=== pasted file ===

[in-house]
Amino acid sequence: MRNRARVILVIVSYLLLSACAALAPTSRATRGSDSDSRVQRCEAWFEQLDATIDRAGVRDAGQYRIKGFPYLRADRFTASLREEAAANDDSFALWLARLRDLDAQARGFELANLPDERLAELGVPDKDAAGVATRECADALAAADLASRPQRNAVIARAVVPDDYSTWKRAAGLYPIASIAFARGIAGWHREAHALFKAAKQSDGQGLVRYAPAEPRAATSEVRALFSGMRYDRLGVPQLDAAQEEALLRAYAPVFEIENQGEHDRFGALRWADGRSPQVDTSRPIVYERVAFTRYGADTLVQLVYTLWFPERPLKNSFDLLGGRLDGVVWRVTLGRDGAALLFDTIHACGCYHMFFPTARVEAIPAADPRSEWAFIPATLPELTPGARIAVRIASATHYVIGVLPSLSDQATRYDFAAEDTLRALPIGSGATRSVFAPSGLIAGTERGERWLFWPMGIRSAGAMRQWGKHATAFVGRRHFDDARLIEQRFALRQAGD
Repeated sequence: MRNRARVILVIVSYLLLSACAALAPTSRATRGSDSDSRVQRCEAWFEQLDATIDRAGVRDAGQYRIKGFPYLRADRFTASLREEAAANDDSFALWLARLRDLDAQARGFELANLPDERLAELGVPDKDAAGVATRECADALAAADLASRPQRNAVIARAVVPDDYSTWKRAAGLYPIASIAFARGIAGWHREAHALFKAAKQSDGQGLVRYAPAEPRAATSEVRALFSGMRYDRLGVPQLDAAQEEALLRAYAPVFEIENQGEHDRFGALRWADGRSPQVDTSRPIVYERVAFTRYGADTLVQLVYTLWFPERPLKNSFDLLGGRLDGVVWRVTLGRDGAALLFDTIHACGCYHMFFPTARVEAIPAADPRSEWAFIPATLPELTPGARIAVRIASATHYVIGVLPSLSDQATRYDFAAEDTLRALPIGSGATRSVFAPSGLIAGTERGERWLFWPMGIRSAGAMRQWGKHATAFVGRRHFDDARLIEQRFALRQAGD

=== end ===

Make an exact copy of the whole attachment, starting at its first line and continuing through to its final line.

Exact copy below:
[in-house]
Amino acid sequence: MRNRARVILVIVSYLLLSACAALAPTSRATRGSDSDSRVQRCEAWFEQLDATIDRAGVRDAGQYRIKGFPYLRADRFTASLREEAAANDDSFALWLARLRDLDAQARGFELANLPDERLAELGVPDKDAAGVATRECADALAAADLASRPQRNAVIARAVVPDDYSTWKRAAGLYPIASIAFARGIAGWHREAHALFKAAKQSDGQGLVRYAPAEPRAATSEVRALFSGMRYDRLGVPQLDAAQEEALLRAYAPVFEIENQGEHDRFGALRWADGRSPQVDTSRPIVYERVAFTRYGADTLVQLVYTLWFPERPLKNSFDLLGGRLDGVVWRVTLGRDGAALLFDTIHACGCYHMFFPTARVEAIPAADPRSEWAFIPATLPELTPGARIAVRIASATHYVIGVLPSLSDQATRYDFAAEDTLRALPIGSGATRSVFAPSGLIAGTERGERWLFWPMGIRSAGAMRQWGKHATAFVGRRHFDDARLIEQRFALRQAGD
Repeated sequence: MRNRARVILVIVSYLLLSACAALAPTSRATRGSDSDSRVQRCEAWFEQLDATIDRAGVRDAGQYRIKGFPYLRADRFTASLREEAAANDDSFALWLARLRDLDAQARGFELANLPDERLAELGVPDKDAAGVATRECADALAAADLASRPQRNAVIARAVVPDDYSTWKRAAGLYPIASIAFARGIAGWHREAHALFKAAKQSDGQGLVRYAPAEPRAATSEVRALFSGMRYDRLGVPQLDAAQEEALLRAYAPVFEIENQGEHDRFGALRWADGRSPQVDTSRPIVYERVAFTRYGADTLVQLVYTLWFPERPLKNSFDLLGGRLDGVVWRVTLGRDGAALLFDTIHACGCYHMFFPTARVEAIPAADPRSEWAFIPATLPELTPGARIAVRIASATHYVIGVLPSLSDQATRYDFAAEDTLRALPIGSGATRSVFAPSGLIAGTERGERWLFWPMGIRSAGAMRQWGKHATAFVGRRHFDDARLIEQRFALRQAGD